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d.c., and not focus on doing what he was sent to washington, d.c., to do which is the work of people here in south carolina. that's why i say that lindsey graham is not worthy of the state. one, you know, he doesn't even care about the state. he cares about being important in washington, d.c., whereas i'm focused, each and every day, on how to improve the lives of the people here in south carolina. how to make sure that everyone gets the opportunity to live the american dream. >> when you announced you raised more money last quarter than any democratic senate candidate in your state's history, to what do you attribute the enthusiasm behind your campaign? >> there's a grassroots movement that is being here in south carolina. we're seeing larger and larger crowds. we raised $3.5 million, very close to senator graham's 3.9 million. and part of that is, people are hungry for change.
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people want real leadership here in the state. we go around in the state, rev, we do a program where i go and partner with community organizations to address the issues that people are dealing with on a day to day basis. the contrast is, my opponent is golfing, you know, probably this weekend, he's probably eating wings and pizza with the president. but we're focused on the people here in south carolina. and that's why this movement is growing and that's why we encourage everybody, go to, sign up to volunteer, but also contribute to make sure we have the resources to take it to senator graham and send him home. >> the polling numbers that have been higher and it seems you are focusing on the issues in the state of south carolina, unlike you're saying your potential opponent, because i don't think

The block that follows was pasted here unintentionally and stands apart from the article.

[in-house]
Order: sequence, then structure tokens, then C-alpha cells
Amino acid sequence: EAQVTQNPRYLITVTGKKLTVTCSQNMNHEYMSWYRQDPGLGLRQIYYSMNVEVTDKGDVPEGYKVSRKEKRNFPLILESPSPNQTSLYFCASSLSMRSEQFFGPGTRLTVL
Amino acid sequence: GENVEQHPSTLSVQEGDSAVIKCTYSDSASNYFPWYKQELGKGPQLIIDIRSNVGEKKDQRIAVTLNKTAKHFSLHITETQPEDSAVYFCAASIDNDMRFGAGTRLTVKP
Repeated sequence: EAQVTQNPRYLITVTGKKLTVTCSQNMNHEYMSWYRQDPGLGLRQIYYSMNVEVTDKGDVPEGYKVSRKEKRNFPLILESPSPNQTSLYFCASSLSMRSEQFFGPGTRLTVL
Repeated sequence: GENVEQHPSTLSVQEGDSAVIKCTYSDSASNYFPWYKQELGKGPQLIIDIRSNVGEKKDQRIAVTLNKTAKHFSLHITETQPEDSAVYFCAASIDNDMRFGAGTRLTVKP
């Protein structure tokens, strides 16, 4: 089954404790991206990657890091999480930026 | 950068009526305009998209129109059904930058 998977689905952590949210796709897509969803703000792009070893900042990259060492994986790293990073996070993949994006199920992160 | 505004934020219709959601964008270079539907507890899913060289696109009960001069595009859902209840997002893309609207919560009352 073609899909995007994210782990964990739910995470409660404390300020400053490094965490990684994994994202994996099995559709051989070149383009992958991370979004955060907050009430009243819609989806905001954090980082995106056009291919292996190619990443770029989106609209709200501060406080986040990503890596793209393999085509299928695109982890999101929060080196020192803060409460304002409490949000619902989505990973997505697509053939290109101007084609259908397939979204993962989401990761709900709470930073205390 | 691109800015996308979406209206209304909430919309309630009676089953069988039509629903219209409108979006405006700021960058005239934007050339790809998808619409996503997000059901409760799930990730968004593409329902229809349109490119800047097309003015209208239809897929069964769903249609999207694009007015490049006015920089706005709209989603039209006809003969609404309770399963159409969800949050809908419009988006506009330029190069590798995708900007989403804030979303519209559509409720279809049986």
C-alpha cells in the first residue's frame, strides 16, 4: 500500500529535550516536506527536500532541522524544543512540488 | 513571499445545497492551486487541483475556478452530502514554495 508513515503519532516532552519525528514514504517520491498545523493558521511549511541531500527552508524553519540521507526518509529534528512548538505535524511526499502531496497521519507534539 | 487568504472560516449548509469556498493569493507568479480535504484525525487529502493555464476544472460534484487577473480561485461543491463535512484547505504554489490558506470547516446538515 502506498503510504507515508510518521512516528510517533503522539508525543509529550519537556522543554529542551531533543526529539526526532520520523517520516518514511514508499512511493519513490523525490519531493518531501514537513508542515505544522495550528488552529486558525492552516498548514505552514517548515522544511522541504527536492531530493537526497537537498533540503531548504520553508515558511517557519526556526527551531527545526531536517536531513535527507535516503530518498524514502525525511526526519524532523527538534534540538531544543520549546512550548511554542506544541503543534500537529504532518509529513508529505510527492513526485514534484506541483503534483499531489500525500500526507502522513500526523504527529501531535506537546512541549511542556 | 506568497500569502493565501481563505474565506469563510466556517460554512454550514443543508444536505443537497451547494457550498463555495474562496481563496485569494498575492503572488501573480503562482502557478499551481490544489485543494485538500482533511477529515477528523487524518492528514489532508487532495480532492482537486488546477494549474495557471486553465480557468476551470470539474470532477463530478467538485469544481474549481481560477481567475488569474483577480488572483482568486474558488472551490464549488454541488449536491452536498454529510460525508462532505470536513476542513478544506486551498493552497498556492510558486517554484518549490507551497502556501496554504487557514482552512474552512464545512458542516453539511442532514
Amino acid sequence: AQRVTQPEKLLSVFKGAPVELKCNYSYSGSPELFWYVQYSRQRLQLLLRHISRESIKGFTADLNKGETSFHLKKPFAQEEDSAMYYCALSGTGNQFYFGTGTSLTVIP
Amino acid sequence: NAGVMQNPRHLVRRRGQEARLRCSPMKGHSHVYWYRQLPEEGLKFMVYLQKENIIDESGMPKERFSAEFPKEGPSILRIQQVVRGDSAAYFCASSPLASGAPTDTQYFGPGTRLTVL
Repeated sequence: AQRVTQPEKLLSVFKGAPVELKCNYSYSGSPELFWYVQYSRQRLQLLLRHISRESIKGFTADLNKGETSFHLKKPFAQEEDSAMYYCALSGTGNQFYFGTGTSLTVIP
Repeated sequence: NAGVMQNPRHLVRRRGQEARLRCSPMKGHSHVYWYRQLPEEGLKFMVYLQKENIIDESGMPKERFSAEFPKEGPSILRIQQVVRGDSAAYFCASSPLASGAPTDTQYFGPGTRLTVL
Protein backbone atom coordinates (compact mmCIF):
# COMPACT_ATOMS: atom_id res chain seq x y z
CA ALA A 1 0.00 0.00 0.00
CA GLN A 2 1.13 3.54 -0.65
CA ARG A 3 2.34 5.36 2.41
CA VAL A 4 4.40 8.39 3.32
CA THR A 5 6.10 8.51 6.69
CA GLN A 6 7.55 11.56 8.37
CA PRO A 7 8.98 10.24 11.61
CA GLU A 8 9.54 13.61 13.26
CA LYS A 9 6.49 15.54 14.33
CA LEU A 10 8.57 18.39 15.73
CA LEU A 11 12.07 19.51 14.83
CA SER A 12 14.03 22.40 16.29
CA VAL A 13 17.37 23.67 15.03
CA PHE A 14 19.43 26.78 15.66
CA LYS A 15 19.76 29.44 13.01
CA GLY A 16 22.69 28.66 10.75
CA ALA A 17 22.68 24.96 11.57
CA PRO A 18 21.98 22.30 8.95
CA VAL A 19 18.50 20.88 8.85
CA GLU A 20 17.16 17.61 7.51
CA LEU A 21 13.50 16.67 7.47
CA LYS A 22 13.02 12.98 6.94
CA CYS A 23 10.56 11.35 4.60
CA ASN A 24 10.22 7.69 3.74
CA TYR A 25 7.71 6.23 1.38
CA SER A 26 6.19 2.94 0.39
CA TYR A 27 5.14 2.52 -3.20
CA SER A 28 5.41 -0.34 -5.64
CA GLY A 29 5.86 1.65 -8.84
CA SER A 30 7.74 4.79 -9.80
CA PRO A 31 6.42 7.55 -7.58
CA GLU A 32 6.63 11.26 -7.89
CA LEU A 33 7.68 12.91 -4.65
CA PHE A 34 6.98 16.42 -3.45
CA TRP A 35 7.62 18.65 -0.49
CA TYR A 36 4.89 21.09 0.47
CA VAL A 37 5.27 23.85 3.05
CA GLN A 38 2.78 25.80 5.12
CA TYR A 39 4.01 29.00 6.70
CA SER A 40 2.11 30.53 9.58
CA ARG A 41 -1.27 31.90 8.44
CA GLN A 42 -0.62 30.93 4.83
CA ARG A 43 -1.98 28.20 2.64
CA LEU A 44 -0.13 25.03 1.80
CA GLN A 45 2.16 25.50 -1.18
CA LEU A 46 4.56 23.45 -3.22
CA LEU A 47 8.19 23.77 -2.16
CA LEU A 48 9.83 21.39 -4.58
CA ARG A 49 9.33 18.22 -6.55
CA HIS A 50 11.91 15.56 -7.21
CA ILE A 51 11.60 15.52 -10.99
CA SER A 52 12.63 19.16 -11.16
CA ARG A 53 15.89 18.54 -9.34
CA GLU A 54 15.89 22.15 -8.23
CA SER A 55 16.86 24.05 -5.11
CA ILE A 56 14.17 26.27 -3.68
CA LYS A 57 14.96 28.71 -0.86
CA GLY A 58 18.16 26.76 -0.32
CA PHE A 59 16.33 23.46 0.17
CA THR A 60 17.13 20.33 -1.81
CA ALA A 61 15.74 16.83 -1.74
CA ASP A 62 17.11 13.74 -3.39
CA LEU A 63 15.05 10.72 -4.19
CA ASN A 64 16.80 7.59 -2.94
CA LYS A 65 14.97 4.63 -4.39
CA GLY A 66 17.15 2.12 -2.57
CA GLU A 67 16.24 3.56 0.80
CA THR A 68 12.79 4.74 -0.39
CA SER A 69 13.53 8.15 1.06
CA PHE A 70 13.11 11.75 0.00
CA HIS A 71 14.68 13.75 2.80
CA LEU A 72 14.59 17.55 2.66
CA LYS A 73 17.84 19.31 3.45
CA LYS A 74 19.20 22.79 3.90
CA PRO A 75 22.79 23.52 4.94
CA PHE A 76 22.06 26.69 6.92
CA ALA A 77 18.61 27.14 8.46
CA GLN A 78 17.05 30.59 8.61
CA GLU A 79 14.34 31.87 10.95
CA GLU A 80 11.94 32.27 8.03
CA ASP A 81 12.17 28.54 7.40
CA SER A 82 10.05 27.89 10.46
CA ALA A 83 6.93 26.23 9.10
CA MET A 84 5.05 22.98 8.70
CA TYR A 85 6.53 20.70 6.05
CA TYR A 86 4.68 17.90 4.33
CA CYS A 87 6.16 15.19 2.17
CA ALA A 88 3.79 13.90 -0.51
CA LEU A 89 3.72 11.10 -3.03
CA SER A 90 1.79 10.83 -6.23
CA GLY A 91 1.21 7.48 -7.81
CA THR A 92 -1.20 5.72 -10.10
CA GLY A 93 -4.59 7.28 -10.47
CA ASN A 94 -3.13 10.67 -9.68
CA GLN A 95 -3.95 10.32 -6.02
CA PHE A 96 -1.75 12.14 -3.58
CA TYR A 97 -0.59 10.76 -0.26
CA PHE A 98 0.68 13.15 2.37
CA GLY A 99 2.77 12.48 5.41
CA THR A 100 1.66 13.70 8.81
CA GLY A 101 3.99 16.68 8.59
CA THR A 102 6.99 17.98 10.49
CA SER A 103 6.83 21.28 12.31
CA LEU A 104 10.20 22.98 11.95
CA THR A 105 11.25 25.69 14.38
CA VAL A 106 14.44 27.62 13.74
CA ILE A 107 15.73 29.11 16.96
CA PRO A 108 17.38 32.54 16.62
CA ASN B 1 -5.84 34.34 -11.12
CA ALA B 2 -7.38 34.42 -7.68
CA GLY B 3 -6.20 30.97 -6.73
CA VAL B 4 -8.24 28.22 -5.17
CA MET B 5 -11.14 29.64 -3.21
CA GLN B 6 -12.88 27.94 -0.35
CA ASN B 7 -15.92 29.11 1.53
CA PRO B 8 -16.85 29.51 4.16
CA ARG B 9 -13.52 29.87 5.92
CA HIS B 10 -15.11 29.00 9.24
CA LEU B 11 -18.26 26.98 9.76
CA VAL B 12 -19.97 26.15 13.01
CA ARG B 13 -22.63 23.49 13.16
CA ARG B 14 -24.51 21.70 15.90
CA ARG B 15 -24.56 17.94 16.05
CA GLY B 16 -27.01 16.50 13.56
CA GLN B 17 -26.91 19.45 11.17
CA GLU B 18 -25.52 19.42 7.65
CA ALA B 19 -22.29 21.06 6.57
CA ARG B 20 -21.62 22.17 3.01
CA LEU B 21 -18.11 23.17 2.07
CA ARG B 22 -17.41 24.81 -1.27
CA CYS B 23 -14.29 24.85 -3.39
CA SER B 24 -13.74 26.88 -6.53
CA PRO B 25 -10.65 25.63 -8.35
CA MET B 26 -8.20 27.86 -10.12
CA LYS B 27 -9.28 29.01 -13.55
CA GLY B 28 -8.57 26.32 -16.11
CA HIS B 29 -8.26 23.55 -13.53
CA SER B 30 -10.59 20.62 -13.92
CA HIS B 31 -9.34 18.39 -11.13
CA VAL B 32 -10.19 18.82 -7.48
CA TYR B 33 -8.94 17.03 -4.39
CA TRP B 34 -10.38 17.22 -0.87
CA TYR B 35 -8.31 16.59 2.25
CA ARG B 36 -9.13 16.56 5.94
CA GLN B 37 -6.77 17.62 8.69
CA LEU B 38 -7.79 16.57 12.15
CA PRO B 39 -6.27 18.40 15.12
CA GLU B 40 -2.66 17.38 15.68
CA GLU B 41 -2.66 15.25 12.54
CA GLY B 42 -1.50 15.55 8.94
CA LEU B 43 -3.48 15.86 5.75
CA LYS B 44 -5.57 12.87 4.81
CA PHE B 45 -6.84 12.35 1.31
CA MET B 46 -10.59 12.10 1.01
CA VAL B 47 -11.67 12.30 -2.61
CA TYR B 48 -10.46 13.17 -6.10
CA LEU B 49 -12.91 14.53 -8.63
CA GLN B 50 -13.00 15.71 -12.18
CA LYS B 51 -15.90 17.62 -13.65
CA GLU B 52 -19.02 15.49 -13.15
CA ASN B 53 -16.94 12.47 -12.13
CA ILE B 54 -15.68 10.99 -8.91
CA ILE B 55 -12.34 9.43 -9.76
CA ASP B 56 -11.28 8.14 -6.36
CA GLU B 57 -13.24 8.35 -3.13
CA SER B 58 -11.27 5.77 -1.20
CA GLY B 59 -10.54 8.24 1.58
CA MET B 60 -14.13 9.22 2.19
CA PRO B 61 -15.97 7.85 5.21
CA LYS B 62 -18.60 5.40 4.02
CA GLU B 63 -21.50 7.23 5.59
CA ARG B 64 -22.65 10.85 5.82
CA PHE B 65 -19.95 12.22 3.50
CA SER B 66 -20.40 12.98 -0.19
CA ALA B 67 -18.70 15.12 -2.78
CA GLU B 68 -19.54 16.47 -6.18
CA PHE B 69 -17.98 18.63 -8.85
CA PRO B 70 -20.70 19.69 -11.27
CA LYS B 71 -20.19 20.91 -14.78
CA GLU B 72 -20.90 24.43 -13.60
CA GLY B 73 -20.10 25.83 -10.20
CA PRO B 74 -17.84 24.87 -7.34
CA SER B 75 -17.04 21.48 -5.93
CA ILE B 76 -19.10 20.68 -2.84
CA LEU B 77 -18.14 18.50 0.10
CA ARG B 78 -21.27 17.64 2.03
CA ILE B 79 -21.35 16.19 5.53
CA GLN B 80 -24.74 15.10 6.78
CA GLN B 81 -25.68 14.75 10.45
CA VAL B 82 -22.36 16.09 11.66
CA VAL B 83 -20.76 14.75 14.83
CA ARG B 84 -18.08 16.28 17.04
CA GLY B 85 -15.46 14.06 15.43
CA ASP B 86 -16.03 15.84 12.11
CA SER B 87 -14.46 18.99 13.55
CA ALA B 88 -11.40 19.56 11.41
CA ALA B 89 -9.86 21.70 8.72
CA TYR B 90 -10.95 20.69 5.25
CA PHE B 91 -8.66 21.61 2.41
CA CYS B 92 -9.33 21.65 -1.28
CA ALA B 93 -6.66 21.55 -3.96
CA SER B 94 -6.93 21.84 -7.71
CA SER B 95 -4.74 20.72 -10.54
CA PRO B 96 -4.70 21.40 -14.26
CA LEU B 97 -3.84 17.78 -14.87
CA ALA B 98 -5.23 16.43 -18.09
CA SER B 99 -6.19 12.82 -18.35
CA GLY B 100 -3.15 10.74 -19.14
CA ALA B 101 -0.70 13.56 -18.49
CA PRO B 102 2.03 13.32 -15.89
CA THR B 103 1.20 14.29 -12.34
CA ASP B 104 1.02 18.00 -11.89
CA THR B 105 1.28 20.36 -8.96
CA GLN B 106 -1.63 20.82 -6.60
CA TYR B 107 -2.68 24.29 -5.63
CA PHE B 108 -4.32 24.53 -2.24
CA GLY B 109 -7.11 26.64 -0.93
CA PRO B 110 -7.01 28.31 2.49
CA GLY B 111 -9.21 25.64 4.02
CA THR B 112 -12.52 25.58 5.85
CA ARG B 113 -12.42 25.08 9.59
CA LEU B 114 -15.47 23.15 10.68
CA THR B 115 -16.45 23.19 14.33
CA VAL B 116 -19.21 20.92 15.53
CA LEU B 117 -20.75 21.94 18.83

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you have any opponents in the primary. so you're focused on the general. if i am someone in south carolina, what do you feel are the three critical issues a u.s. senator representing that state ought to be focused on? >> the three issues, the first is health care. we have to tackle the issues of health care disparities in the state. almost 300,000 people don't have health care because republicans like lindsey graham stood in the way of medicaid expansion. a lot of our rural communities have huge disparities. we have to tackle that. the second thing i would say, the infrastructure in the state as well, broad band, we need to make sure that roads, bridges, the resources are building there and then i would say both education and the environment are huge issues for us in this state. our number one industry is tourism and the climate change has had a huge impact on our
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state. bigger storms, thousand-year floods are happening every other year and there's huge environmental justice issues. at the same time the education issue is very, very big. in our state, all it says is that the state had to provide a minimally adequate education for the people of south carolina. we can do better. the people of south carolina deserve better and that's why we need to get rid of senator graham and so many of these folks and replace them with brand-new visionary leadership. >> all right. jamie harrison, thank you for being with us. coming up, spike lee is well known for being the biggest new york knicks fan, but it turns out he also had a huge soft spot for kobe bryant. his reflections on kobe's death and much more right after this. (janine) ghostbusters!...